(Washington, D.C.) – The American Clinical Laboratory Association (ACLA) today lauded the decision by the Centers for Medicare and Medicaid Services (CMS) to exercise enforcement discretion until May 30, 2017 for laboratories reporting private payor pricing data as required by the Protecting Access to Medicare Act (PAMA).
“ACLA appreciates the decision by CMS to exercise enforcement discretion until May 30, 2017,” said Julie Khani, president of the ACLA. “We are committed to working with CMS, Congress and other stakeholders to implement reform of the Clinical Laboratory Fee Schedule as Congress intended, resulting in Medicare payment rates that reflect the broad scope of the laboratory market, recognize the value of laboratory services, and protect access for Medicare beneficiaries.”
ACLA, the nation’s largest organization representing clinical laboratories, has noted in the past that reform of the Medicare Clinical Laboratory Fee Schedule (CLFS) as outlined by PAMA, comes with complications that hamper the ability of laboratories to collect and report data. Of particular concern to the lab community is the current definition of “applicable laboratory,” those labs required to report private payor data, which according to the Office of Inspector General’s (OIG) analysis, would include only 5 percent of labs, excluding all hospital laboratories and impacting the rate calculations used to ultimately set Medicare prices for test services.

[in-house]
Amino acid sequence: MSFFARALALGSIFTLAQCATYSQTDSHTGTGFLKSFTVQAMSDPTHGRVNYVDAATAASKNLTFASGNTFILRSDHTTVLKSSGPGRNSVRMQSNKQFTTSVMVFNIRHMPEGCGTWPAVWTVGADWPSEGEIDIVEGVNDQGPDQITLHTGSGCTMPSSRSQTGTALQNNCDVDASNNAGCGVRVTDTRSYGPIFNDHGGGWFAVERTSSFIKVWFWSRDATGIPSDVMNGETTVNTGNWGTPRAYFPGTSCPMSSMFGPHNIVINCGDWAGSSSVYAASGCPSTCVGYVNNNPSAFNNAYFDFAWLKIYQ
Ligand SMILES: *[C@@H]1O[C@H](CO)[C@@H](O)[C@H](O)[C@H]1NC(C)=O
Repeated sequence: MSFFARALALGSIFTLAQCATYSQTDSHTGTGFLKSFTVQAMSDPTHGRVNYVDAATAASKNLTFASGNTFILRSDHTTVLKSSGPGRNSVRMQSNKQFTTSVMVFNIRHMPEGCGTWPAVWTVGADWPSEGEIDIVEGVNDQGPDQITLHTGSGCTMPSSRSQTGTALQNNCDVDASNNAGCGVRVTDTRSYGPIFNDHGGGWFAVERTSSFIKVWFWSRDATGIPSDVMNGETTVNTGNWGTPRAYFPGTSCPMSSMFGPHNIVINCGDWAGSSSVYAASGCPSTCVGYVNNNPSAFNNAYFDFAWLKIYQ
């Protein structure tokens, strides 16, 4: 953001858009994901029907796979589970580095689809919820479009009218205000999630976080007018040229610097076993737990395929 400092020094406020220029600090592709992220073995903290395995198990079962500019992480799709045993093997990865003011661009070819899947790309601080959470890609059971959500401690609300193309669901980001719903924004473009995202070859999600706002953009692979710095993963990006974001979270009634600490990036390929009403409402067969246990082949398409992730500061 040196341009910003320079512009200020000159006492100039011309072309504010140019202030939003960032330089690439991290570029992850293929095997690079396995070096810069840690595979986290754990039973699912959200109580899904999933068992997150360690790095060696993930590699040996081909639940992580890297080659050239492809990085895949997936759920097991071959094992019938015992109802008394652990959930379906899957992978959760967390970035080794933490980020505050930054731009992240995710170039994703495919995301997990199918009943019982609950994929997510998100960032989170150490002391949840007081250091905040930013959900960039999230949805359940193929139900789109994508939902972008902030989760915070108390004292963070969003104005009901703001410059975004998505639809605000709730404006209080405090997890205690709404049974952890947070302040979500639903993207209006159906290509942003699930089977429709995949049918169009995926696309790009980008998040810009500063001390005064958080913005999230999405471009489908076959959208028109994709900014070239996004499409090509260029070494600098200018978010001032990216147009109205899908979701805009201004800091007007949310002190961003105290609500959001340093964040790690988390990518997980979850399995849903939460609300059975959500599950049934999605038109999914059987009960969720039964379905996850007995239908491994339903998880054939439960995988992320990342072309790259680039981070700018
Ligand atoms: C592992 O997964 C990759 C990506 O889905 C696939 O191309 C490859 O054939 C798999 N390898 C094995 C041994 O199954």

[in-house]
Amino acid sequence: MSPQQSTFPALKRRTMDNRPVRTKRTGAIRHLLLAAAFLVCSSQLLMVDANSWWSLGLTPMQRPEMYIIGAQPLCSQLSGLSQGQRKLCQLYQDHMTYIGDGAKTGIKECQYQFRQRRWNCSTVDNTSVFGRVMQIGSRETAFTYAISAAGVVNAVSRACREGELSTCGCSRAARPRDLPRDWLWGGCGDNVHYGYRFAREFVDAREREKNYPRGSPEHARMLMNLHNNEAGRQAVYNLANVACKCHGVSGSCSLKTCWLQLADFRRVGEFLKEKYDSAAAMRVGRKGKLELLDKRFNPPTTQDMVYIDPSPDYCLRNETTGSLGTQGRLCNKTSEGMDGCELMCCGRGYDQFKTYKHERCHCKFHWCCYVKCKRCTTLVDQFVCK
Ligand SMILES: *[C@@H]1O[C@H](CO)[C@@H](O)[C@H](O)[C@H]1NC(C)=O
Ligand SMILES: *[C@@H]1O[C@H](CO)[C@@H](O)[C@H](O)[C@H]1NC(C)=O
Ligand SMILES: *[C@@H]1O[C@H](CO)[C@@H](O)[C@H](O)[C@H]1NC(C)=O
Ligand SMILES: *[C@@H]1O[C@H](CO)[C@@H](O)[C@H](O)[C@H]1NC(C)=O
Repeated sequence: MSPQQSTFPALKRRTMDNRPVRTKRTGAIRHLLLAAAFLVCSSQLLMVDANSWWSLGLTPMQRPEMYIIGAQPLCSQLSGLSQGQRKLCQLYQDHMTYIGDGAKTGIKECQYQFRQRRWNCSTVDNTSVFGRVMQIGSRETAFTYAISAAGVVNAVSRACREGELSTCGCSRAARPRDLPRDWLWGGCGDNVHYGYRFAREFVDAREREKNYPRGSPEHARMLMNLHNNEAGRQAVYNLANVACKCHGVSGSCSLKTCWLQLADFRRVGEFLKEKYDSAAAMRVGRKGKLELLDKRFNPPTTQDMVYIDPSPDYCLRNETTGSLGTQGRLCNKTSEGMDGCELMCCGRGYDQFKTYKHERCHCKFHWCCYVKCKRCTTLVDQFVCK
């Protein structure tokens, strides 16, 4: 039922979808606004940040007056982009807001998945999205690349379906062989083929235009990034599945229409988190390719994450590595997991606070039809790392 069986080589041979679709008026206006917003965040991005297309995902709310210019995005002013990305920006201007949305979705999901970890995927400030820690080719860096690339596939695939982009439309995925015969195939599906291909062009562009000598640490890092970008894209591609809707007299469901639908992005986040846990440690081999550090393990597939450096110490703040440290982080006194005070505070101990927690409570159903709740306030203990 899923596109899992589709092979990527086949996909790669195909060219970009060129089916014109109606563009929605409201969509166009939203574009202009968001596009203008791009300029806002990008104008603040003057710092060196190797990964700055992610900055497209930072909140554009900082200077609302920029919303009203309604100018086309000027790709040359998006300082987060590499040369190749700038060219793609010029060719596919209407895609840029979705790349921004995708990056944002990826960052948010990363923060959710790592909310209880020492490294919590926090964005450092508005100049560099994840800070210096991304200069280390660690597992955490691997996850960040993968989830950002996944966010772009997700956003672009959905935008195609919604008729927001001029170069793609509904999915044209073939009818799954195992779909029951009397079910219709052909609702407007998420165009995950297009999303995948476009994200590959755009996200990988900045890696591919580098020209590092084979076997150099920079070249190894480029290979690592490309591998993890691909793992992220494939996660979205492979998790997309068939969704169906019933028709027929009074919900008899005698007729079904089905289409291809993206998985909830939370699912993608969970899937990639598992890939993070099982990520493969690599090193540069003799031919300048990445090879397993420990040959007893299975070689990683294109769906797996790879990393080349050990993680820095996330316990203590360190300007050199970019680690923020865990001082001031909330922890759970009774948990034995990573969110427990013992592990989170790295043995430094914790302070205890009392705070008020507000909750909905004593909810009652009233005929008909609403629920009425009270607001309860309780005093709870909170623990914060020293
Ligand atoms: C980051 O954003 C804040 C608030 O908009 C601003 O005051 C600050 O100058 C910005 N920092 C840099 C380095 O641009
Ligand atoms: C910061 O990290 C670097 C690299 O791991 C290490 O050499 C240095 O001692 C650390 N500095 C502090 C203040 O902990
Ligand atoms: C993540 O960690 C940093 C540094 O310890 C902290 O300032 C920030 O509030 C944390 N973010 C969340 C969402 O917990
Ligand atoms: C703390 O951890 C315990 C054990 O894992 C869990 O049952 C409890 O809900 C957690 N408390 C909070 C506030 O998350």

In a letter to Health and Human Services (HHS) Secretary Tom Price signed by ACLA and other stakeholders, the lab community expressed its concerns that CMS would implement changes to the CLFS while significant programmatic issues remain unresolved.
“ACLA supports reforming the Medicare payment system, but it is imperative that modifications work in favor of patient access, and recognize the value and role of diagnostics,” said Khani. “We look forward to continuing to work with CMS on addressing these issues and achieving a fair and effective solution that reinforces a robust laboratory market and protects patient access to important diagnostics.”
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The ACLA is a not-for-profit association representing the nation’s leading national, regional and esoteric clinical laboratories on key issues of common concern, including federal and state government reimbursement and regulatory policies.